Insulin resistance with its associated hyperglycemias represents one significant contributor to mortality in burned patients. A variety of cellular stress-signaling pathways are activated as a consequence of burn. A key player in the cellular stress response is the endoplasmic reticulum (ER). Here, we investigated a possible role for ER-stress pathways in the progression of insulin function dysregulation postburn. Rats received a 60% total body surface area thermal injury, and a laparotomy was performed at 24, 72, and 192 h postburn. Liver was harvested before and 1 min after insulin injection (1 IU/kg) into the portal vein, and expression patterns of various proteins known to be involved in insulin and ER-stress signaling were determined by Western blotting. mRNA expression of glucose-6-phosphatase and glucokinase were determined by reverse-transcriptase-polymerase chain reaction and fasting serum glucose and insulin levels by standard enzymatic and enzyme-linked immunosorbent assay techniques, respectively. Insulin resistance indicated by increased glucose and insulin levels occurred starting 24 h postburn. Burn injury resulted in activation of ER stress pathways, reflected by significantly increased accumulation of phospho-PKR-like ER-kinase and phosphorylated inositol requiring enzyme 1, leading to an elevation of phospho-c-Jun N-terminal kinase and serine phosphorylation of insulin receptor substrate (IRS) 1 postburn. Insulin administration caused a significant increase in tyrosine phosphorylation of IRS-1, leading to activation of the phosphatidylinositol 3 kinase/Akt pathway in normal liver. Postburn tyrosine phosphorylation of IRS-1 was significantly impaired, associated with an inactivation of signaling molecules acting downstream of IRS-1, leading to significantly elevated transcription of glucose-6-phosphatase and significantly decreased mRNA expression of glucokinase. Activation of ER-stress signaling cascades may explain metabolic abnormalities involving insulin action after burn.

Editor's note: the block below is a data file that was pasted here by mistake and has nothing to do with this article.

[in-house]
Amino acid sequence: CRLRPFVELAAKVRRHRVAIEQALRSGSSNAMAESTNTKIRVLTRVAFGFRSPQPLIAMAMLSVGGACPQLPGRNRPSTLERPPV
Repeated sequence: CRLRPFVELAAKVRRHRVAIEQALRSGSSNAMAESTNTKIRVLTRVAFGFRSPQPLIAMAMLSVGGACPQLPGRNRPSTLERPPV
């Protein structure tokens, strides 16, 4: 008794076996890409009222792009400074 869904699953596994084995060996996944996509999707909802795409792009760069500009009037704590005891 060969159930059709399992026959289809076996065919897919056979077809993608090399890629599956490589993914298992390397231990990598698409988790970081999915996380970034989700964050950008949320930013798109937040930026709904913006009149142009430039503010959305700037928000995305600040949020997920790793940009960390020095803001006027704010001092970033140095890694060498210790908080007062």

Different therapies that effect wound repair have been proposed over the last few decades. This article reviews the emerging fields of gene and stem cell therapy in wound healing. Gene therapy, initially developed for treatment of congenital defects, is a new option for enhancing wound repair. In order to accelerate wound closure, genes encoding for growth factors or cytokines showed the greatest potential. The majority of gene delivery systems are based on viral transfection, naked DNA application, high pressure injection, or liposomal vectors. Embryonic and adult stem cells have a prolonged self-renewal capacity with the ability to differentiate into various tissue types. A variety of sources, such as bone marrow, peripheral blood, umbilical cord blood, adipose tissue, skin and hair follicles, have been utilized to isolate stem cells to accelerate the healing response of acute and chronic wounds. Recently, the combination of gene and stem cell therapy has emerged as a promising approach for treatment of chronic and acute wounds.